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News Release

First Participants from 2010 in Conservation Stewardship Program Can Renew

Contact:
Paige Buck, State Public Affairs Specialist
(217)353.6606


FOR IMMEDIATE RELEASE: July 2, 2014   

Champaign, IL—July 2, 2014 – Producers with expiring 2010 contracts from the Natural Resources Conservation Service’s (NRCS) Conservation Stewardship Program (CSP) have from July 11 through September 12, 2014 to renew and add conservation activities to support their natural resource improvements.

“CSP farmers are conservation leaders and go the extra mile to conserve our nation’s resources,” said Natural Resources Conservation Service Chief Jason Weller. “The 2014 Farm Bill continued that strong commitment and heightened the program’s focus on generating conservation benefits. This program allows operators to reach the next level of conservation and opens the door to trying new conservation activities.”

According to NRCS State Conservationist Ivan Dozier, over 500 CSP contracts affecting nearly 400,000 acres in Illinois are reaching the end of their initial five-year contract period. “We can renew those contracts for an additional five years when participants agree to take on additional conservation activities. Maybe it’s time to try cover crops or explore some other ideas you’ve considered,” Dozier said.  “Producers that have 2010 CSP contracts will be contacted directly by the local NRCS Field Office to notify them of the opportunity to renew their contract,” Dozier added.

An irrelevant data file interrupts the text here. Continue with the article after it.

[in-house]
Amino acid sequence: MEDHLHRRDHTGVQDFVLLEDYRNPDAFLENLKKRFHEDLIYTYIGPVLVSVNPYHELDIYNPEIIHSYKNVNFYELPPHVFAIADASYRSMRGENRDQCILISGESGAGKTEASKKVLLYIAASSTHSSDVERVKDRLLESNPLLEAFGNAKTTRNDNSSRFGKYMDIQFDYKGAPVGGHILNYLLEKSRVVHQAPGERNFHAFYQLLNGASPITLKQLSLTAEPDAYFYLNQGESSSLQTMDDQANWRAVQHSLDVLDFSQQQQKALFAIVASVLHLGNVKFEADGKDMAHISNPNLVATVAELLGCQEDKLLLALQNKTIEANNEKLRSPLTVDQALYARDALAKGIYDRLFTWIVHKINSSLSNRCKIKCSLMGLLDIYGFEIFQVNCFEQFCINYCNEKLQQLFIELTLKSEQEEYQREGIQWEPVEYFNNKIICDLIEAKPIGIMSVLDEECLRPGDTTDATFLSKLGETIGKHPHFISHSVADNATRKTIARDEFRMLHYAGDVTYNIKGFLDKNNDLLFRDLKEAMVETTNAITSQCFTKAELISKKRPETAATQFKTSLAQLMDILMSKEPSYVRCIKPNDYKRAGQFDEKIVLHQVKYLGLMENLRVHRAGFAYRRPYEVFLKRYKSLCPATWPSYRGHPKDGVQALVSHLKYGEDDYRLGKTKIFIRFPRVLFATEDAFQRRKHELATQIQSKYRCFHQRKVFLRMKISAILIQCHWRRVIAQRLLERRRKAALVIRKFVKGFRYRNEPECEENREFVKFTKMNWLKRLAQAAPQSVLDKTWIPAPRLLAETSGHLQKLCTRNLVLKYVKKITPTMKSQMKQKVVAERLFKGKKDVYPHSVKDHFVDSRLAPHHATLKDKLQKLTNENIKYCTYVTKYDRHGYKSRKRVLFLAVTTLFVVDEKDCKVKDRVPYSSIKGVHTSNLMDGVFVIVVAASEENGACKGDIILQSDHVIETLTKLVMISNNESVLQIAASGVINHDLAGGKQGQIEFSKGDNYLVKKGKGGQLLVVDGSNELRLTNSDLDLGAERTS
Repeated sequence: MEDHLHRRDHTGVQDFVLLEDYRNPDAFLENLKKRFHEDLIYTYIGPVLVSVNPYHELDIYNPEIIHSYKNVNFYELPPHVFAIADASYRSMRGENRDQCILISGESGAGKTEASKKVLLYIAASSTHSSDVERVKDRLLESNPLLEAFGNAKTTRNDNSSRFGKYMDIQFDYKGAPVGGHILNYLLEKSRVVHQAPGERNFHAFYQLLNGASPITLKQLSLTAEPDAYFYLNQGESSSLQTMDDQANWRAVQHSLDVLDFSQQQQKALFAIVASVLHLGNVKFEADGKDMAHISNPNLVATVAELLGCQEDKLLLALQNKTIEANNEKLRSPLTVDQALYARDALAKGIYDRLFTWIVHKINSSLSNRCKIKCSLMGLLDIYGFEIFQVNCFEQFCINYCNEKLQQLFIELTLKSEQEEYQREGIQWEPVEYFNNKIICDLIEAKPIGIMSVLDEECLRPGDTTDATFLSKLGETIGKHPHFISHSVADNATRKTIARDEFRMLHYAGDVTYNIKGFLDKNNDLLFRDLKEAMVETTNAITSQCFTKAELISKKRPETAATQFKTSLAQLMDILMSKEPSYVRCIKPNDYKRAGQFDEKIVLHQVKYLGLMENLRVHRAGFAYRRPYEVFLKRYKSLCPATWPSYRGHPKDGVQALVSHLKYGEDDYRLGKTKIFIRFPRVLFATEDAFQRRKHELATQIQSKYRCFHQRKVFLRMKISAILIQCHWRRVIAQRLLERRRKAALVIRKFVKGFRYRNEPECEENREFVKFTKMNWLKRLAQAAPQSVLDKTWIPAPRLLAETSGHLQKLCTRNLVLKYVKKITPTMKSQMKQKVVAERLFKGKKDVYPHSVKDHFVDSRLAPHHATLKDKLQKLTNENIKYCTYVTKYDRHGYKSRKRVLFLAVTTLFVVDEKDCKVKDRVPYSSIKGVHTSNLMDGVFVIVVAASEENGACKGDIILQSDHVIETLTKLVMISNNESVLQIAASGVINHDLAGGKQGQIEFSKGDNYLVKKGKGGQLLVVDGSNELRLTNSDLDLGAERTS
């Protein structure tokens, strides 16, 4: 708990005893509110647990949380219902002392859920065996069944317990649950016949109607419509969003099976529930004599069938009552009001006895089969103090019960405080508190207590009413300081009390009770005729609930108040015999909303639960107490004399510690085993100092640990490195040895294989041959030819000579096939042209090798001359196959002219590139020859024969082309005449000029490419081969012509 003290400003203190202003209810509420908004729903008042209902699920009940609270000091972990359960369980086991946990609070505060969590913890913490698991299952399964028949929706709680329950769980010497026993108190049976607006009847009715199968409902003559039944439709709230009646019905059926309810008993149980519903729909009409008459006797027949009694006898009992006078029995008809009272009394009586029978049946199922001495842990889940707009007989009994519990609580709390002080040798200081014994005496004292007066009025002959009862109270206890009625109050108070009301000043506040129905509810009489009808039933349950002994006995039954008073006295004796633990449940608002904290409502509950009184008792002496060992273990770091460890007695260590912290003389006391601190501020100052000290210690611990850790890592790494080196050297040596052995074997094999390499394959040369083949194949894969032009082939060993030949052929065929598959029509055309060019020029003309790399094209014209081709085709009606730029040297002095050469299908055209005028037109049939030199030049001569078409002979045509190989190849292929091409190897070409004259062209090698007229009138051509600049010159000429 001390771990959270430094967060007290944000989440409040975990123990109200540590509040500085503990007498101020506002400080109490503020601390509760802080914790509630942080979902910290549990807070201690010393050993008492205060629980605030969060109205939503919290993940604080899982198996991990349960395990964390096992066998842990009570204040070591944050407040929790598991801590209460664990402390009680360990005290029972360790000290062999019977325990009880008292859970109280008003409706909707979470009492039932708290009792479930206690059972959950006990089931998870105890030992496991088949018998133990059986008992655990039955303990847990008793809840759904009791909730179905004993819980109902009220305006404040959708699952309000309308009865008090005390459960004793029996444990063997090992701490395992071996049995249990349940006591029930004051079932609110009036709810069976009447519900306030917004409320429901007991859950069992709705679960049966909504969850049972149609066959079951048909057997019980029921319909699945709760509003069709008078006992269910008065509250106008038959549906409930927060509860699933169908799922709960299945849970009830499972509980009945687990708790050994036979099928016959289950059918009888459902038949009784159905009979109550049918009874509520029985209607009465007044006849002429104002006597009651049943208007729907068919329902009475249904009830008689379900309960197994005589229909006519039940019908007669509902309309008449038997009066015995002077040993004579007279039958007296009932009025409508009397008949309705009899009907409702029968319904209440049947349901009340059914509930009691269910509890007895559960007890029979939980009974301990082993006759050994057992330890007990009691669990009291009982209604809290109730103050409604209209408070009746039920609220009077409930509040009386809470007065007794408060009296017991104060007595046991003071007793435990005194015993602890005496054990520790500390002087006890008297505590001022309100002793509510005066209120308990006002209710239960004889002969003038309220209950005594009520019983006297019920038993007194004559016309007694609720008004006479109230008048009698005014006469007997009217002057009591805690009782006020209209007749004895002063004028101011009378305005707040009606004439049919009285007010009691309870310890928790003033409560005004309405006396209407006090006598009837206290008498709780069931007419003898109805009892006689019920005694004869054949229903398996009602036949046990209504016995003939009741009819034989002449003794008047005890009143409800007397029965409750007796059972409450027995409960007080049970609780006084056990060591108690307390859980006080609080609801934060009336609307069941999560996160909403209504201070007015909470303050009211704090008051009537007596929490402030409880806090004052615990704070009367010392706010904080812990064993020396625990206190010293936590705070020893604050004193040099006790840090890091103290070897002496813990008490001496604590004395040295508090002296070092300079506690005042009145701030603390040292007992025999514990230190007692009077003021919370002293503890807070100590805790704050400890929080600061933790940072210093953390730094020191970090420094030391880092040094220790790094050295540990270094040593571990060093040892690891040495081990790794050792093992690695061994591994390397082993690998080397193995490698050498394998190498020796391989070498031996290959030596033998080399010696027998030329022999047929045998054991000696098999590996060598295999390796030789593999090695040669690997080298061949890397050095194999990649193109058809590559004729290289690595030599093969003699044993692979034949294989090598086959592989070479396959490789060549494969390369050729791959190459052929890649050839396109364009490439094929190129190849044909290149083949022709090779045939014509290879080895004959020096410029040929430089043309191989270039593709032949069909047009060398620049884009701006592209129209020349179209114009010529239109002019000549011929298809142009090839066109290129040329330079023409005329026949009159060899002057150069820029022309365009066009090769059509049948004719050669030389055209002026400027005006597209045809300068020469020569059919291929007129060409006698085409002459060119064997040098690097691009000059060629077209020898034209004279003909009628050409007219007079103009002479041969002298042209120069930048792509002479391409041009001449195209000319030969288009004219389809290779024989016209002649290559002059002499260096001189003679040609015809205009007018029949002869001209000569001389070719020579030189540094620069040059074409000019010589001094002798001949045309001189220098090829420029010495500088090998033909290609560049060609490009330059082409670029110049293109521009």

CSP provides opportunities for operators who are already established conservation stewards. CSP helps them improve water quality and quantity, soil health and wildlife habitat. NRCS will accept renewal applications beginning July 11, 2014.  Producers with 2010 contracts who want to renew need to take the opportunity now before the renewal sign up ends September 12, 2014.

Nationwide, landowners enrolled more than 58 million acres in the program during the first 5 years of the program. In Illinois, from 2010 through 2013, nearly 1 million acres of agriculture and non-industrial private forestland have been enrolled in CSP. Using this voluntary program, participants boost their operations’ conservation benefits by installing new conservation activities that make positive changes in soil, water, air quality, energy, and wildlife habitat. “There’s always the potential to address a concern on the farm or try something new,” says Dozier.  “And CSP offers technical guidance and a financial incentive to continually improve your resource base and invest in your land.”

To learn more about technical and financial assistance available through CSP, visit www.il.nrcs.usda.gov, the Conservation Stewardship webpage or your local USDA service center.

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